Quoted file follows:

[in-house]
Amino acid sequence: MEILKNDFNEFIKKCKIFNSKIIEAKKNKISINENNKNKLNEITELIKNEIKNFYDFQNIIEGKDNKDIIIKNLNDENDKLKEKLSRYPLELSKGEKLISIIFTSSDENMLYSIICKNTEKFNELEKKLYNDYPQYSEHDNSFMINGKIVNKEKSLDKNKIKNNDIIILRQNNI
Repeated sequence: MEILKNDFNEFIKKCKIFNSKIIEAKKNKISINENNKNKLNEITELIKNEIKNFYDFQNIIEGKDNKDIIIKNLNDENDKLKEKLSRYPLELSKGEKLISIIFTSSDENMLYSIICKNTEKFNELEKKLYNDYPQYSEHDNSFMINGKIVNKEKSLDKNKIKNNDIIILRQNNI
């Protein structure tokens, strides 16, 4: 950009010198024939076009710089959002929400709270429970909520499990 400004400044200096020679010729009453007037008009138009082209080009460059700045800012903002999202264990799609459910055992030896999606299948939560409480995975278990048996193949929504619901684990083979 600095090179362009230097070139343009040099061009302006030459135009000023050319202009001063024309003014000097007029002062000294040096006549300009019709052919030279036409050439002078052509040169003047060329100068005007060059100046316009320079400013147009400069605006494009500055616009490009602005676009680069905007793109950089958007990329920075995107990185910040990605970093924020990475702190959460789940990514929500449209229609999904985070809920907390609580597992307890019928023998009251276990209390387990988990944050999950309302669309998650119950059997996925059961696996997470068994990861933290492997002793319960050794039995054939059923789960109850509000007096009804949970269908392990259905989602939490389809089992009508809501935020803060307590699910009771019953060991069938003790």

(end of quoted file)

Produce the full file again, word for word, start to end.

[in-house]
Amino acid sequence: MEILKNDFNEFIKKCKIFNSKIIEAKKNKISINENNKNKLNEITELIKNEIKNFYDFQNIIEGKDNKDIIIKNLNDENDKLKEKLSRYPLELSKGEKLISIIFTSSDENMLYSIICKNTEKFNELEKKLYNDYPQYSEHDNSFMINGKIVNKEKSLDKNKIKNNDIIILRQNNI
Repeated sequence: MEILKNDFNEFIKKCKIFNSKIIEAKKNKISINENNKNKLNEITELIKNEIKNFYDFQNIIEGKDNKDIIIKNLNDENDKLKEKLSRYPLELSKGEKLISIIFTSSDENMLYSIICKNTEKFNELEKKLYNDYPQYSEHDNSFMINGKIVNKEKSLDKNKIKNNDIIILRQNNI
């Protein structure tokens, strides 16, 4: 950009010198024939076009710089959002929400709270429970909520499990 400004400044200096020679010729009453007037008009138009082209080009460059700045800012903002999202264990799609459910055992030896999606299948939560409480995975278990048996193949929504619901684990083979 600095090179362009230097070139343009040099061009302006030459135009000023050319202009001063024309003014000097007029002062000294040096006549300009019709052919030279036409050439002078052509040169003047060329100068005007060059100046316009320079400013147009400069605006494009500055616009490009602005676009680069905007793109950089958007990329920075995107990185910040990605970093924020990475702190959460789940990514929500449209229609999904985070809920907390609580597992307890019928023998009251276990209390387990988990944050999950309302669309998650119950059997996925059961696996997470068994990861933290492997002793319960050794039995054939059923789960109850509000007096009804949970269908392990259905989602939490389809089992009508809501935020803060307590699910009771019953060991069938003790």